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Social Robotics for the Social Professions

Social Robotics for the Social Professions

At Atlantic Technological University in North West Ireland, we have been exploring the challenge of incorporating social robotics, AI and other technologies into the education and professional formation of the social professions (such as elder care, occupational therapy, social work and early years education). Typically the educational programmes for these occupations lack a critical and focused approach to such technologies, leaving emerging social professionals less equipped to engage in discussion and practice in the workplace.

We present two aspects of our work, and introduce two social robots – Paro and Nao – that we have used in order to create these learning opportunities.

  1. Building on the EU-funded PRoSPEro project (2018-22) we will provide information on the challenges of incorporating education about social robotics and AI into social professional education. We outline the aims and objectives of the project, some of the learning techniques we explored, and some of the interesting cultural differences that emerged in seeking to develop learning activities across some EU countries. We talk about approaches – such as ‘tinkering’, drama and design workshops – that have proven effective.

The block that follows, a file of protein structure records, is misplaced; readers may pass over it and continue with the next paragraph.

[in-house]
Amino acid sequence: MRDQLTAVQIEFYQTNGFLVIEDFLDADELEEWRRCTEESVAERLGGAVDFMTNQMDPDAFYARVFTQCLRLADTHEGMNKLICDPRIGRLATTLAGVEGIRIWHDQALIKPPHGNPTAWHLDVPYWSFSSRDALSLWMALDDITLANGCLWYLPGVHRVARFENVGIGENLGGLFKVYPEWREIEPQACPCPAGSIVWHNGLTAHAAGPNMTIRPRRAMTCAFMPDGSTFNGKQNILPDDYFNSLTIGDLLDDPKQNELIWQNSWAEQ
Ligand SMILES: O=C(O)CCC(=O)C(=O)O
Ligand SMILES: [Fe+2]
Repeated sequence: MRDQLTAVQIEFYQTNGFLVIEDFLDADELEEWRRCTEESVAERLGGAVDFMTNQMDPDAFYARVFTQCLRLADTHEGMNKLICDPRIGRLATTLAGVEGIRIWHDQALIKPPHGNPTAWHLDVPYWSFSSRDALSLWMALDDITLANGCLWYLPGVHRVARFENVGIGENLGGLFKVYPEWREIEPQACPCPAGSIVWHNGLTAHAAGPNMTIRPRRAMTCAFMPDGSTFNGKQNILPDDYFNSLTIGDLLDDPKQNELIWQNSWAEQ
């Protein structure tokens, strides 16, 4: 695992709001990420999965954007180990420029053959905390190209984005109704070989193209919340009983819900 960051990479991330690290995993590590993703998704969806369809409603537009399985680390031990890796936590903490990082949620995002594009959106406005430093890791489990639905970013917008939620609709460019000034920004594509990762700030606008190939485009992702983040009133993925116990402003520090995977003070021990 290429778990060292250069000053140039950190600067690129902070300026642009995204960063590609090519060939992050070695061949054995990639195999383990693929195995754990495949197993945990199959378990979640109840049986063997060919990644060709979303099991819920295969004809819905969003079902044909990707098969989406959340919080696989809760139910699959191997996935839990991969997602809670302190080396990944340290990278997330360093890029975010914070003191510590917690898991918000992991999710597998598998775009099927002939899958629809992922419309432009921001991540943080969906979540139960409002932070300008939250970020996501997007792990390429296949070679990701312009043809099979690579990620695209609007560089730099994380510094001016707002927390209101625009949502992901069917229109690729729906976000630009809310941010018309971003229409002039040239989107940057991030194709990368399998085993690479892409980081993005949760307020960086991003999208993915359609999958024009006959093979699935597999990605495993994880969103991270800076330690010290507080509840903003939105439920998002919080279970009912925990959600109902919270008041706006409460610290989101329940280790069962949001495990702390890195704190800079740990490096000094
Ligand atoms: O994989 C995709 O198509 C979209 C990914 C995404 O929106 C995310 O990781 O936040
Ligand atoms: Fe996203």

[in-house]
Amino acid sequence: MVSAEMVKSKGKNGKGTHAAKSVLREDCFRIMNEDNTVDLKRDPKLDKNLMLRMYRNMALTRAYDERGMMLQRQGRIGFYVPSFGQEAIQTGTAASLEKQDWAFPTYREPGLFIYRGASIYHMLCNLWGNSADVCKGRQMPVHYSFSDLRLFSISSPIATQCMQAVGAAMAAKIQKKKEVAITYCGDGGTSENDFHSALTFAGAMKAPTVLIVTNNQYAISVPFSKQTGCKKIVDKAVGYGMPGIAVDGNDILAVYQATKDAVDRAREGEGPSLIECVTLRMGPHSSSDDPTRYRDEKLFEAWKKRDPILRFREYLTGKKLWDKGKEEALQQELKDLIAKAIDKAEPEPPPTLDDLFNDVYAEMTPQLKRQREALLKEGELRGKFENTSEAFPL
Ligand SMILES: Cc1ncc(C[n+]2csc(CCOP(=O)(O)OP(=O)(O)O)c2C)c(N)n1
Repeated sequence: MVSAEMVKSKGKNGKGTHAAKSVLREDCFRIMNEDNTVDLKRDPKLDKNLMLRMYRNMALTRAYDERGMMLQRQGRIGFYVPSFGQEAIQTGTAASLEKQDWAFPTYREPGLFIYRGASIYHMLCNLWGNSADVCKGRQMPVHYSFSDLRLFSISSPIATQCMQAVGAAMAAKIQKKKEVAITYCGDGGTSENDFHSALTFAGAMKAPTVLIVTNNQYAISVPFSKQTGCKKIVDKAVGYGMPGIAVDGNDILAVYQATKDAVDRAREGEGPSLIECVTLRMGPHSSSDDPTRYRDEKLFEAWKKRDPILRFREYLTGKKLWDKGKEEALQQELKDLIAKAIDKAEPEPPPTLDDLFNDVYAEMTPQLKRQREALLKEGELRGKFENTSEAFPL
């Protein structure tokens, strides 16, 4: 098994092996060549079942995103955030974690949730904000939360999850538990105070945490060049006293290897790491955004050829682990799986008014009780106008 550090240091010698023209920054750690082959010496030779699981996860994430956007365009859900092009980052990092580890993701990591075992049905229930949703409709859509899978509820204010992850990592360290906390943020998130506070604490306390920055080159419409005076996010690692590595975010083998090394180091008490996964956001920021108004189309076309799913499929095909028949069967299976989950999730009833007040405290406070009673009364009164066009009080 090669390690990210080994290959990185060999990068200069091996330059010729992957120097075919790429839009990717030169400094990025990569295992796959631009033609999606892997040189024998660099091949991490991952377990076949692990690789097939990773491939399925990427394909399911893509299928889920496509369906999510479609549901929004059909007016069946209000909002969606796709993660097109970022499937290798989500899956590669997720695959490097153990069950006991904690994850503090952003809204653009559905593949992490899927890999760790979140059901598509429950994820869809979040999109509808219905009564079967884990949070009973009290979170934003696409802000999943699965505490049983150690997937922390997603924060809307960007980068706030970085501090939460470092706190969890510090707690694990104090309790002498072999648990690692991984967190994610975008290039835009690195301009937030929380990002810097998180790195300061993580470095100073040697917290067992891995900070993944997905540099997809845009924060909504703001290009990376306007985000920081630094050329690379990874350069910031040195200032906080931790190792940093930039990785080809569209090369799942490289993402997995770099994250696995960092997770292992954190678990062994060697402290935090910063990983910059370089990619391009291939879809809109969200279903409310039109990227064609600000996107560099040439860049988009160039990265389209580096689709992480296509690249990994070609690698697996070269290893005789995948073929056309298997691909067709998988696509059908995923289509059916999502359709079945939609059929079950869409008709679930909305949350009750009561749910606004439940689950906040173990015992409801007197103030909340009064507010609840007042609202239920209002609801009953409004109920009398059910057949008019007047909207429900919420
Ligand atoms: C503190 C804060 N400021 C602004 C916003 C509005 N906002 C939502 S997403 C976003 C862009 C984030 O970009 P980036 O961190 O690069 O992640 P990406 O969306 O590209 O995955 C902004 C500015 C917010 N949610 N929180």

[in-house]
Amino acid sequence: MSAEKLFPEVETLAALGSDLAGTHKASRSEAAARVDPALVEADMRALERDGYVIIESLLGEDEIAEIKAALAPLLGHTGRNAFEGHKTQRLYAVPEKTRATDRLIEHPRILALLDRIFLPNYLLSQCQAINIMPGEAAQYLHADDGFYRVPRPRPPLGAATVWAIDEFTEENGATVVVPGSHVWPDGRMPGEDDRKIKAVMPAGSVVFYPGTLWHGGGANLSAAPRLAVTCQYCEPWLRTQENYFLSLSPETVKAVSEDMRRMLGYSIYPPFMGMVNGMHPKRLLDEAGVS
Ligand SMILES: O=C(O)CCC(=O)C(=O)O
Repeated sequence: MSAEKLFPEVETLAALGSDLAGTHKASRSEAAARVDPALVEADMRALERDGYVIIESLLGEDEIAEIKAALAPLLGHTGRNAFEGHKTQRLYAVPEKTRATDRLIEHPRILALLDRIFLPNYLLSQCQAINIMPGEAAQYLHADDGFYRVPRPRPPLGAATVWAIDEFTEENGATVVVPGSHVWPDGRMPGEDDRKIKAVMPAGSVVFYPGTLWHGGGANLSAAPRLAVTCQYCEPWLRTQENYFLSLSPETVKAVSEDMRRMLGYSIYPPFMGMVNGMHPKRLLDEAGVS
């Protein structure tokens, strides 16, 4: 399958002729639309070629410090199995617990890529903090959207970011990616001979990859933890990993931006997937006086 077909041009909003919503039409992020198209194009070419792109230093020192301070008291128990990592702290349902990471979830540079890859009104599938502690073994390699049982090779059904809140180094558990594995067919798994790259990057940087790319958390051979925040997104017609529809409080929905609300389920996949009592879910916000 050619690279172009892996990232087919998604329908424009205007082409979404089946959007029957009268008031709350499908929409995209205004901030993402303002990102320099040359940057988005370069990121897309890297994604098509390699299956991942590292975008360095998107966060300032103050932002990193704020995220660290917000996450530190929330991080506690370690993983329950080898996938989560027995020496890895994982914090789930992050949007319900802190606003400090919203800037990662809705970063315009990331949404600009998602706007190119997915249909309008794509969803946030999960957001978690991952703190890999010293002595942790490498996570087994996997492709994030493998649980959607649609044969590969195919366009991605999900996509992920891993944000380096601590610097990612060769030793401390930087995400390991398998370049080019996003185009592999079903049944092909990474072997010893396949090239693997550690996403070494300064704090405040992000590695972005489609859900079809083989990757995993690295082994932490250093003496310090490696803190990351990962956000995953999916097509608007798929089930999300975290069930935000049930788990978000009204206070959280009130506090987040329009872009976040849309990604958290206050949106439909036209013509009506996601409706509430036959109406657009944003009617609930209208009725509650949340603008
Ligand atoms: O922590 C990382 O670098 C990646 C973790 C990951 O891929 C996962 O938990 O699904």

1. Linked to our work on development of educational materials and approaches, we conducted some small-scale research on how the Paro robot was deployed in a real-world setting: a dementia day care unit in Ireland. We used Normalisation Process Theory as a way to better understand how and why the Paro robot was (and wasn’t) used. We reflect that greater consideration needs to be given to how adoption of a robot in a care setting relates to existing workflows and relationships.

We are currently engaged in the development of two MOOCs (online courses) in social robotics for social professionals. We are very interested in talking about these and how they may be made available across the world, and in broader questions about how to engage the care community – carers, managers, regulators, funders – in conversations about the use (or non-use) of various types of social robots in various types of settings. A key question is also how widely available Generative AI may change the whole picture (we don’t have the answer to that!)

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    Atlantic Technological University
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